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Pay It Forward 

Miriam Valle

Photo by Alex Boerner

Miriam Valle

Miriam Valle's childhood growing up in Durham isn't something she looks back at fondly.

Her father was an abusive alcoholic, she says, and her mother was unable to protect her family. Valle says she was molested twice by family friends. She fell into depths of despair that led her to self-harm and eventually try to take her own life.

"I was so ready to die," says Valle. "I wrote a letter to my parents saying sorry, and I told God I was ready to go."

But Valle survived her suicide attempt. And then she found a reason to live: at thirteen, she became pregnant with her fifteen-year-old boyfriend's child, whom she named Jenny. This sudden, life-changing development propelled Valle to leave her home in search of a better life. She lived with her boyfriend's family in Burlington and Durham until she was sixteen. After that came complicated custody battles and a fight to stay in school as a young, single mother. Valle remembers feeling lost and discouraged, but she says she was saved by folks within the local nonprofit community who put her on the right path by helping her get her GED and providing her with work.

Fifteen years later, Valle herself has worked her way through the Durham nonprofit sector and has been named the winner of the 2016 Schewel Award, which each year honors a Triangle resident under the age of thirty-five who does tremendous work for a local nonprofit. Actually, Valle doesn't just work for one nonprofit; she works for four.

After she had her daughter, Valle was assigned a social worker and a tutor to help her through school. She began taking classes at the Durham Literacy Center, where she met Lucy Haagen, who would soon become one of the several mentors in Valle's life.

"She encouraged me to keep going when I wanted to quit," says Valle. "She told me to go to college."

Valle and Haagen forged a close relationship, and Valle eventually began working for Haagen part-time, helping Haagen with a number of odd jobs and businesses that Haagen ran, including selling books online and making scarves. In the years that followed, Valle passed her exams and finally got her GED in 2005 after passing her math exam. Soon afterward, Haagen recommended Valle for an internship at Durham Congregations in Action, a faith-based nonprofit committed to bridging the gaps between different communities, which led Valle to take training courses at the nonprofit Year of Opportunity for Durham Teens, to prepare her for the position. The latter nonprofit, which later merged with another organization to become Partners for Youth Opportunity, is where Valle got her start in the nonprofit world.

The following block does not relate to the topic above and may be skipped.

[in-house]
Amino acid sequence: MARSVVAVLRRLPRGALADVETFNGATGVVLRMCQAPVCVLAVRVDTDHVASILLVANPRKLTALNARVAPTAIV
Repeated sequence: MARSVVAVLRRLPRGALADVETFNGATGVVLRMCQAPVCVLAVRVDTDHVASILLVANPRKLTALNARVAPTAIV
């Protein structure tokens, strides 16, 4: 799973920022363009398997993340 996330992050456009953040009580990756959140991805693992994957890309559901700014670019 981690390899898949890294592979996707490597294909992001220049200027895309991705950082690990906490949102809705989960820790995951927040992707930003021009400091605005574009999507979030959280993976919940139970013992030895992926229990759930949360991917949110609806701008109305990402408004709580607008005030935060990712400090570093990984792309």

"It's where I learned all of the skills needed to make it, like public speaking, professional dress, and time management," says Valle.

Valle still works at both DCIA and PYO, where she crunches numbers as an accountant and serves as liaison to the Hispanic community. Valle also works at two other Durham nonprofits: Rebound, Alternatives for Youth, an organization that helps suspended students reconnect with their schools, and the Coalition for Peace and Justice, which advocates for peace in the Israel-Palestine conflict.

Valle, now twenty-nine, says she works about sixty hours per week, dividing her time as a part-time employee at all four organizations, all while raising her fifteen-year-old daughter. And despite the hard work and long hours, Valle says she feels at home in Durham's nonprofit community, because it was the place that accepted her in her time of need.

"They formed who I am now," says Valle. "I hold nonprofit communities close to my heart, because at one point I was a student that needed help and guidance, and they were there for me."

By giving her time and energy, Valle says she's able to pay back the community that helped her succeed. She used to feel bad about receiving help—noting the college fund that was set up for her daughter and the times when friends helped take care of Jenny while Valle went through school—but then a mentor told her that the way to pay everyone back was to do the same for others.

Eventually, Valle hopes to start her own nonprofit that will help girls facing similar obstacles to the ones she confronted fifteen years ago.

"I want to give them the opportunities and experiences to succeed like they did for me," says Valle. "I want to show them that there is a different lifestyle, that they have a choice."

This article appeared in print with the headline "Pay It Forward."


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